Miniature – Other solutions targeting the kids market had large, bulky watch/phone hybrids that were bothersome to wear. Jiobit’s form factor is tiny (the size of a AA battery) and well suited for its smaller consumers. It also discreetly fits in a pocket or on shoelaces.
Long-lasting – Here, the Motorola heritage among the Jiobit team shined through. Even compared to other GPS-based location trackers, Jiobit’s v1 achieved 30x the battery life at 1/2 the size. Not having to charge the device for up to 2 months not only expands the use cases, it also bodes well for smaller form factors.
Third, Jiobit is a platform. Jiobit’s software architecture is intelligently built to accommodate many service layers and deliver separate products. This open approach has massive implications for hyper growth.
PRODUCT MARKET FIT
During my diligence, Jiobit’s approach to market research impressed me. They resourcefully commissioned a study to identify the ideal customer profile, their key problem areas, channels to reach them, and potential price points.
When the product comes to market, it has natural network effects. Parents that add nannies, family members, and other parents to the app will expand Jiobit’s recognition and utility.
While in TechStars Chicago, Jiobit demonstrated they were refining marketing and not redefining their company. They quickly built their audience and maximized organic growth. As a result, the cost of customer acquisition (CAC) was in very low dollar amounts. A healthy indicator for capital efficiency.
Finally, there was a natural value-add within Graphene’s portfolio. Zum – a ride-sharing service focused on children – and B8ta – a retail marketplace showcasing innovative new tech hardware – could bolster Jiobit’s market expansion.
The Jiobit team feels like the storied band that got back together. While working together across multiple disciplines at Motorola, there’s a comfort that this team has the management maturity to execute at scale.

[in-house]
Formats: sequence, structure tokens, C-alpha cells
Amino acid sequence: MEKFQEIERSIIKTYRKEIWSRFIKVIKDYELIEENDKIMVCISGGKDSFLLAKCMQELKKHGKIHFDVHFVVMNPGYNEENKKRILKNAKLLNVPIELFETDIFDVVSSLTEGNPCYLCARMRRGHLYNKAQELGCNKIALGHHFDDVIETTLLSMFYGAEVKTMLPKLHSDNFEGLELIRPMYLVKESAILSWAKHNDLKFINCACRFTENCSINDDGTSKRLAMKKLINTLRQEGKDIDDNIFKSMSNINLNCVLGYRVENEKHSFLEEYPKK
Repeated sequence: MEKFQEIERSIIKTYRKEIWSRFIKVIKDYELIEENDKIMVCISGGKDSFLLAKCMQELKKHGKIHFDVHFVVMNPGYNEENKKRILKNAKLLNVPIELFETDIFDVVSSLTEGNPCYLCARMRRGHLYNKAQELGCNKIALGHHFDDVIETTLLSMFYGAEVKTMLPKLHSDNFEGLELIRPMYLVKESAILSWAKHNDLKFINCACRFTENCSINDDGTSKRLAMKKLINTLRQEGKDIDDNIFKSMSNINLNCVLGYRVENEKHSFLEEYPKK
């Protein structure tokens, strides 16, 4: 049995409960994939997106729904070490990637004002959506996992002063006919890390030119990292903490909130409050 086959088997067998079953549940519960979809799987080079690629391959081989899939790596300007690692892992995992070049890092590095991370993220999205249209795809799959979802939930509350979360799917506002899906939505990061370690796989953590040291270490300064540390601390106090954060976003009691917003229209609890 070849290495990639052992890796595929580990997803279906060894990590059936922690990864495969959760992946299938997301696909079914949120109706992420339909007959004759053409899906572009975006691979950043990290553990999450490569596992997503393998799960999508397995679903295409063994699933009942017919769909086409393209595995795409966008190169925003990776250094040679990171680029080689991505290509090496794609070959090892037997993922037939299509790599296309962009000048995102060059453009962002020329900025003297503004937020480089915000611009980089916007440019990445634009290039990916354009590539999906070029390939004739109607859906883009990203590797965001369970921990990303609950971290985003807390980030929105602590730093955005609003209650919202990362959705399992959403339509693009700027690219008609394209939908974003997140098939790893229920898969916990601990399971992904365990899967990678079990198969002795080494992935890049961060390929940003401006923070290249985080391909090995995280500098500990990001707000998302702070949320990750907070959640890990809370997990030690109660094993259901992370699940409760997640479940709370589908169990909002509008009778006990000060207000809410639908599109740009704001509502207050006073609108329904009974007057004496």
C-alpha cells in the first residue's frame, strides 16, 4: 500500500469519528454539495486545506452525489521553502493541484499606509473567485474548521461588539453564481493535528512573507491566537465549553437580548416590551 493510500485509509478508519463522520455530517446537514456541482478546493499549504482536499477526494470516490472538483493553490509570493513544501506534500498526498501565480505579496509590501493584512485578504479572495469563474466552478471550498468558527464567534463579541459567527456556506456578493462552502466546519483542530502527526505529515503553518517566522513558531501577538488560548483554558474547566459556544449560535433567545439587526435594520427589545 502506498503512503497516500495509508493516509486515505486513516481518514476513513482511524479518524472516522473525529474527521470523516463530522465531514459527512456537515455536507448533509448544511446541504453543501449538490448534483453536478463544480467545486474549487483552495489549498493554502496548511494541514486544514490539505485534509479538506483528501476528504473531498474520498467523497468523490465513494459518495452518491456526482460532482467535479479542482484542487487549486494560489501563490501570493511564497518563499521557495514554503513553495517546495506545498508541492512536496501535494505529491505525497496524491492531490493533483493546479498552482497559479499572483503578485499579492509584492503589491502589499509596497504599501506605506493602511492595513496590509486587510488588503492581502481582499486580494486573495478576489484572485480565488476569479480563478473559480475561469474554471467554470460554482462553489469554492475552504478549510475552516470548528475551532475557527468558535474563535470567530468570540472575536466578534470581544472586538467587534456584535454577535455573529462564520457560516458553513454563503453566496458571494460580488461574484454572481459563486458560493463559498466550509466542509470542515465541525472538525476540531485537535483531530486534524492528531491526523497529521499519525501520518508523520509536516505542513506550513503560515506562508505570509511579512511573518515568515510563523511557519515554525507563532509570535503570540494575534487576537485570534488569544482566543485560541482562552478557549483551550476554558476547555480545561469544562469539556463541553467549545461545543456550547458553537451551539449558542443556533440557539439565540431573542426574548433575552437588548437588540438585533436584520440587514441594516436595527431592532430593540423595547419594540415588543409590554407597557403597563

I was also drawn to the team’s motivation. Their hunger to build a notable start-up was tangible. And the founder’s inception story of losing his son for 30 minutes in a public park demonstrated a true commitment to solve this problem for other parents
Unlike other investments, Jiobit’s valuation is very private so I can’t give the same valuation analysis I had done in my post about investing in Lyft. What first mattered to me though, was that the valuation was priced in-line with Graphene’s expectations. For pre-Series A investments we seek at least 20x return. Jiobit definitely has that potential.
Secondly, I wanted to see that this and future financing rounds had enough room to be employee and founder friendly. Maximizing valuation in the short-term is stifling for the founding team if things go awry.
All great venture investments are very risky. My considerations were around the reward premium and my comfort level with the largest risks.
Like most early stage companies, Jiobit’s biggest risk will be achieving product market fit. Their technology is superb and the problem is worth solving for. Whether they will be able to change behavior and have enough people pay for the product is the first commercial challenge.
The second risk is around tertiary markets. For Jiobit to be a very large business, it has to serve several markets. How and when to expand horizontally is difficult.
Finally, hardware products are capital intensive and will require several rounds of financing.
Jiobit demonstrated it could be a stand-alone business and a valuable acquisition target.
My first consideration was whether Jiobit can be a $20M ARR business in the near term. At ~$100/ year that would mean reaching 200,000 annual subscribers. That seemed very feasible. It’s only 3% of the segmented addressable parent market, just in the US. If you add the value of international parents and the follow-on markets, there is plenty of upside.
The enterprise value of such firm had a few comparables. In the pets market, for example, Mars Petcare acquired Whistle for more than $100M. Plus, the value of a high-growth company serving the parental market was sizeable. Several suitors from the smart home, insurance, or home security industries would benefit from such innovation and install base.
But, the greatest upside lies in the founder’s vision of wearables becoming invisible. As the Internet of Things (IoT) industry grows, more uses cases will arise that need intelligent smaller form factors. Jiobit is well-positioned to be a leader in this new wave of technology.
Jiobit’s got a very bright future. Their launch of pre-orders this month is just the first chapter.